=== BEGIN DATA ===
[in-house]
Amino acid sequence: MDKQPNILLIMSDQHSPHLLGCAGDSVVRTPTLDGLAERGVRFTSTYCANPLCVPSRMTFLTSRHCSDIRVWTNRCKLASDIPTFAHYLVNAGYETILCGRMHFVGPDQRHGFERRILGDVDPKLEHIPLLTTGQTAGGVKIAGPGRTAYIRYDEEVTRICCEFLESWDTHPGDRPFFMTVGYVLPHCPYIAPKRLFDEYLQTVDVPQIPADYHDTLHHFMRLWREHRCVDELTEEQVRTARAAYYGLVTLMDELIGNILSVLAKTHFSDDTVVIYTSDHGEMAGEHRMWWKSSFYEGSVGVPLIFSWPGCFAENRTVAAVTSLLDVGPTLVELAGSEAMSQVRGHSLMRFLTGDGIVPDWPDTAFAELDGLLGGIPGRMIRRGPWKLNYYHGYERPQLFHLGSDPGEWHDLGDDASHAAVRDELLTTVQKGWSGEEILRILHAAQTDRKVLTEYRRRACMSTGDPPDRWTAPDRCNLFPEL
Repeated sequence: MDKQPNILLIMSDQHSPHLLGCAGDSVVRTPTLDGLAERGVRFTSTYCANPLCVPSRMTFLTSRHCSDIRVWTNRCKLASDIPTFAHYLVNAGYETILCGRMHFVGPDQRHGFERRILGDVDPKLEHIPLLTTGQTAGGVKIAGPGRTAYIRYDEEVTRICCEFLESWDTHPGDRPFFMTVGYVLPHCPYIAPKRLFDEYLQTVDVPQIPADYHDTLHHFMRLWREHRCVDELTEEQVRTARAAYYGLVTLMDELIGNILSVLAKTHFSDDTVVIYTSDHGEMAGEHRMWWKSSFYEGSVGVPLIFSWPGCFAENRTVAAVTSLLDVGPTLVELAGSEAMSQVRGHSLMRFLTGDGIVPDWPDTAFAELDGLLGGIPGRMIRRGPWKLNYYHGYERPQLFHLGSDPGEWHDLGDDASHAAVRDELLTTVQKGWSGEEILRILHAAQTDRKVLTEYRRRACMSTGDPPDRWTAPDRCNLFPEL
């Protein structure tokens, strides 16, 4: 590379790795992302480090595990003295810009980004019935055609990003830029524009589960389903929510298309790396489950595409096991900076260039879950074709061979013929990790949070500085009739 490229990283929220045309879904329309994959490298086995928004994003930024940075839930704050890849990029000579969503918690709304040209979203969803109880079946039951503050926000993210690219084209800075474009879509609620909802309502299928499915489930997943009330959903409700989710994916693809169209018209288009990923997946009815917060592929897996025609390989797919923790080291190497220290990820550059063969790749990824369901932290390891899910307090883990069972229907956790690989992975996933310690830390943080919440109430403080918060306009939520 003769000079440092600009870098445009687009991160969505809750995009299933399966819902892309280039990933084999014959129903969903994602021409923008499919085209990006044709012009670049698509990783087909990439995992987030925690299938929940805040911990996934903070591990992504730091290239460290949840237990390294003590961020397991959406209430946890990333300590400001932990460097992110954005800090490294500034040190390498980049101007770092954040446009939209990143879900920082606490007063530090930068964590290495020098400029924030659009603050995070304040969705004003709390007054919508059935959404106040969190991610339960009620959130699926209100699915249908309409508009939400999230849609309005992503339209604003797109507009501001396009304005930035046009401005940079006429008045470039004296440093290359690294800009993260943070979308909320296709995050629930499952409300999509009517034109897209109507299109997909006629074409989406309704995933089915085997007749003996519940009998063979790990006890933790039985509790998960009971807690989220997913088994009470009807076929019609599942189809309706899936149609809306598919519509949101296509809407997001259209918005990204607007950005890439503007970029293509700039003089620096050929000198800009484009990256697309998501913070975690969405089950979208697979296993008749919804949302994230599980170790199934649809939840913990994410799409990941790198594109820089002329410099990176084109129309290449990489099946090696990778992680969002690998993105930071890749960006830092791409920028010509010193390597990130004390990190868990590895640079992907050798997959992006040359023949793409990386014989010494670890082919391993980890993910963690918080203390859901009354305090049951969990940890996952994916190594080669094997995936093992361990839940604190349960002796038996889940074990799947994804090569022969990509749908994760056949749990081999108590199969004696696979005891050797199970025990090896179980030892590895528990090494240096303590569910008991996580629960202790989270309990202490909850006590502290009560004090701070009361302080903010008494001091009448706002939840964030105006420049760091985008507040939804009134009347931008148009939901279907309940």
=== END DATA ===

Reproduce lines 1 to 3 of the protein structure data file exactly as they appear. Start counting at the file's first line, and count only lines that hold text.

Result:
[in-house]
Amino acid sequence: MDKQPNILLIMSDQHSPHLLGCAGDSVVRTPTLDGLAERGVRFTSTYCANPLCVPSRMTFLTSRHCSDIRVWTNRCKLASDIPTFAHYLVNAGYETILCGRMHFVGPDQRHGFERRILGDVDPKLEHIPLLTTGQTAGGVKIAGPGRTAYIRYDEEVTRICCEFLESWDTHPGDRPFFMTVGYVLPHCPYIAPKRLFDEYLQTVDVPQIPADYHDTLHHFMRLWREHRCVDELTEEQVRTARAAYYGLVTLMDELIGNILSVLAKTHFSDDTVVIYTSDHGEMAGEHRMWWKSSFYEGSVGVPLIFSWPGCFAENRTVAAVTSLLDVGPTLVELAGSEAMSQVRGHSLMRFLTGDGIVPDWPDTAFAELDGLLGGIPGRMIRRGPWKLNYYHGYERPQLFHLGSDPGEWHDLGDDASHAAVRDELLTTVQKGWSGEEILRILHAAQTDRKVLTEYRRRACMSTGDPPDRWTAPDRCNLFPEL
Repeated sequence: MDKQPNILLIMSDQHSPHLLGCAGDSVVRTPTLDGLAERGVRFTSTYCANPLCVPSRMTFLTSRHCSDIRVWTNRCKLASDIPTFAHYLVNAGYETILCGRMHFVGPDQRHGFERRILGDVDPKLEHIPLLTTGQTAGGVKIAGPGRTAYIRYDEEVTRICCEFLESWDTHPGDRPFFMTVGYVLPHCPYIAPKRLFDEYLQTVDVPQIPADYHDTLHHFMRLWREHRCVDELTEEQVRTARAAYYGLVTLMDELIGNILSVLAKTHFSDDTVVIYTSDHGEMAGEHRMWWKSSFYEGSVGVPLIFSWPGCFAENRTVAAVTSLLDVGPTLVELAGSEAMSQVRGHSLMRFLTGDGIVPDWPDTAFAELDGLLGGIPGRMIRRGPWKLNYYHGYERPQLFHLGSDPGEWHDLGDDASHAAVRDELLTTVQKGWSGEEILRILHAAQTDRKVLTEYRRRACMSTGDPPDRWTAPDRCNLFPEL